Enjoy the journey,
Cathy Church
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#6 sgietler

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Posted 01 May 2008 - 10:32 AM

hey BDG

yes, its quite easy to do.

setting custom white balance is mainly used if you are shooting ambient light only, not if your strobes are turned on.

I find the best way is to bring something white down with you, like a small dive slate.

It's best to re-do the custom white balance if you move up or down 10ft or so in the water column, or every 5ft if you are very shallow.

it works great in sunny, shallow water for wide-angle photos.

Its very important to custom white balance when shooting ambient light if you are shooting in JPEG mode. if you use raw mode, its not as important since you can change the white balance in the raw editor and you haven't thrown away any data.

hope this helps

Scott

#7 Alastair

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Posted 04 May 2008 - 10:01 PM

I'm all for the cloudy white balance......

always provides nice colours. spent all that money on strobes let them do the work. And if you are shooting RAW you can always tweak it after the event.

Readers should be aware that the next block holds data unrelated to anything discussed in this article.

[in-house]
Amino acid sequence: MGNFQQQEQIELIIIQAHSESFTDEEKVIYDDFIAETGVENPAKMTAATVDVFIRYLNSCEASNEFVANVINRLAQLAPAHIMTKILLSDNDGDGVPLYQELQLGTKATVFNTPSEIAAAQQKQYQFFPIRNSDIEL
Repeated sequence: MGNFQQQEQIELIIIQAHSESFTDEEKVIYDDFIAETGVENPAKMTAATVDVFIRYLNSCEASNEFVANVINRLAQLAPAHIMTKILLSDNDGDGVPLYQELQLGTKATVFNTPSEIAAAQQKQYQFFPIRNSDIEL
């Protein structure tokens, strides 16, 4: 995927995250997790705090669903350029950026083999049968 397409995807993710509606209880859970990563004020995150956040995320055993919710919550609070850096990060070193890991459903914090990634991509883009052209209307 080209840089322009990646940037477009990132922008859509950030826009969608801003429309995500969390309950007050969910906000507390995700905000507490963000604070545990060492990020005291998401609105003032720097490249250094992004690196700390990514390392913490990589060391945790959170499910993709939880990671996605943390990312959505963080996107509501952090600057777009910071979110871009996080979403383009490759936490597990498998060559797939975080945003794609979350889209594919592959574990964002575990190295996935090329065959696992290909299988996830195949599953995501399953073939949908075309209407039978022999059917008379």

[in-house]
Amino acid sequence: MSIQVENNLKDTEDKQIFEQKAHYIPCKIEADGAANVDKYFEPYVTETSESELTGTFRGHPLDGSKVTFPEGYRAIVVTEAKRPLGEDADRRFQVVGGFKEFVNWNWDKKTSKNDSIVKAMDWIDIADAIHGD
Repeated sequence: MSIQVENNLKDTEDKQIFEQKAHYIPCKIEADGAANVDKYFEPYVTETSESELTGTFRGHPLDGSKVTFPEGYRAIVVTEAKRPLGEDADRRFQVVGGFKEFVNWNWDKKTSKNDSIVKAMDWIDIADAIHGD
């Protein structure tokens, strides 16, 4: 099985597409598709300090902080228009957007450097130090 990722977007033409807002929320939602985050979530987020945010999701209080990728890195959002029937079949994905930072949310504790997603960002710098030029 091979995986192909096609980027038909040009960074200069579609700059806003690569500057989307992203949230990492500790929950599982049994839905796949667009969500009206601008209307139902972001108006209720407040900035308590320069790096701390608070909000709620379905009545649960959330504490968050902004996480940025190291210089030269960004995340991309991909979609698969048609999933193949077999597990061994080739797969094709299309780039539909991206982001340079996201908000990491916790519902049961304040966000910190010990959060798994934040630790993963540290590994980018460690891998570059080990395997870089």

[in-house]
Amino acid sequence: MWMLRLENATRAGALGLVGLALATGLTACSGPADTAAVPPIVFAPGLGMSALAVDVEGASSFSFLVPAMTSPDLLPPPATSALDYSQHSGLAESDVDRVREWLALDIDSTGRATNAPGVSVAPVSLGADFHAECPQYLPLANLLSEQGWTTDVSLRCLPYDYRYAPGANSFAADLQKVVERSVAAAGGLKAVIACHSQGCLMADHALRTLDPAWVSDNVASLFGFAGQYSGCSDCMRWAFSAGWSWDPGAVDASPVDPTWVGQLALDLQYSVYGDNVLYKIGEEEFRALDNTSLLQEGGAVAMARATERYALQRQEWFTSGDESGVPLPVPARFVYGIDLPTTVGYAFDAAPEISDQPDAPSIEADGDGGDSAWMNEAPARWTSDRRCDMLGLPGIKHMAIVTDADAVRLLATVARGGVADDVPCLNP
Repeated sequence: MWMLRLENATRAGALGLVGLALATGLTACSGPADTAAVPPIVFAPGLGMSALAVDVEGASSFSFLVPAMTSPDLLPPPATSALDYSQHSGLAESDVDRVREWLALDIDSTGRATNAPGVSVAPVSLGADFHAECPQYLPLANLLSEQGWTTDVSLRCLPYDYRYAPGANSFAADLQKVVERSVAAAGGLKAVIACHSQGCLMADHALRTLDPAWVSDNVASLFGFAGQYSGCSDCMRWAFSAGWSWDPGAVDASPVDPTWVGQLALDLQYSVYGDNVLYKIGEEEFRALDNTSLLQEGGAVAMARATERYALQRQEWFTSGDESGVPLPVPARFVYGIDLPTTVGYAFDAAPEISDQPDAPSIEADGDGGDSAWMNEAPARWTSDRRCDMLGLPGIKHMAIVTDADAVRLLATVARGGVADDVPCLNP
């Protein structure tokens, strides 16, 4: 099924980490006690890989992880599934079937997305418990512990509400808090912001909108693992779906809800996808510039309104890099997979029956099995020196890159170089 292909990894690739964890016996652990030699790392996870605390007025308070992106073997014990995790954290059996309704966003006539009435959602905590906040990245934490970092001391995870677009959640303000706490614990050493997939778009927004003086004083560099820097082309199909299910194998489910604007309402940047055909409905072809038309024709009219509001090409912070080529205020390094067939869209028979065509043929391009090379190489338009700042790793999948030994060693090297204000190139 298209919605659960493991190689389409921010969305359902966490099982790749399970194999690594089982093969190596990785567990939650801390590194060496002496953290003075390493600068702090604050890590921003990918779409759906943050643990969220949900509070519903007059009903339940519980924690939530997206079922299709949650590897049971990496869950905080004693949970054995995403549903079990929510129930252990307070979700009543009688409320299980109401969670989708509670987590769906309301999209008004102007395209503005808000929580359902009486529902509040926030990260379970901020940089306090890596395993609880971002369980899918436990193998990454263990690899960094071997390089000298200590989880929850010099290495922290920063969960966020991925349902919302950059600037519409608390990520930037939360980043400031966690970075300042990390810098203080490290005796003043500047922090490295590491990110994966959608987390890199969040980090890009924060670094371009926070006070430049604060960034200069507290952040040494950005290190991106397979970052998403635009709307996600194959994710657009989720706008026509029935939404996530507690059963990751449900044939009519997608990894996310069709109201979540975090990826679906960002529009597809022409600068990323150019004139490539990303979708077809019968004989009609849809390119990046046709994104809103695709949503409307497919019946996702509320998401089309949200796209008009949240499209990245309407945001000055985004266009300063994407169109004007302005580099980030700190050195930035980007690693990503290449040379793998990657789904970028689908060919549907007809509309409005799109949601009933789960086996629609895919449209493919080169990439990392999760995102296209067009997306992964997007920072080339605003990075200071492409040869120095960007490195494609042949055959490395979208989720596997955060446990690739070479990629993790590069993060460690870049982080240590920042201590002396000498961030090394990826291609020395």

Regards,

Alastair
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#8 TimG

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Posted 08 May 2008 - 03:11 AM

I don't know if the G9 can produce RAW files (rather than JPGs) but if it can, this gives you very good control of WB. You can change the WB through software.

If you don't want to manually WB underwater and you don't have RAW, you could just use your strobe and set the camera to Auto WB. It'll do a pretty good job.

Tim

(PADI IDC Staff Instructor and former Dive Manager, KBR Lembeh Straits)


#9 blueskys4ever

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Posted 11 May 2008 - 10:20 AM

The G9 does have RAW file mode. Each picture may use 15mb of your card, so you will need to get a large capacity memory card.

#10 improv

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Posted 18 November 2008 - 05:44 PM

Hey, I'm a noob with a ikelite housing for my 40D and the DS51 strobe....will the cloudy preset give me good results in the pool? I shoot in about 4 feet of water and try to get as close to my subjects as I can.

You may check out a couple of my test shots here: www.improvphoto.com/wordpress

I had the camera on auto WB and as you can see, two different results from pretty much the same distance. What I want to do is to get a consistent color right out of the camera so I have to do minor tweaks in Lightroom....I will try the cloudy WB on the reccommendations here.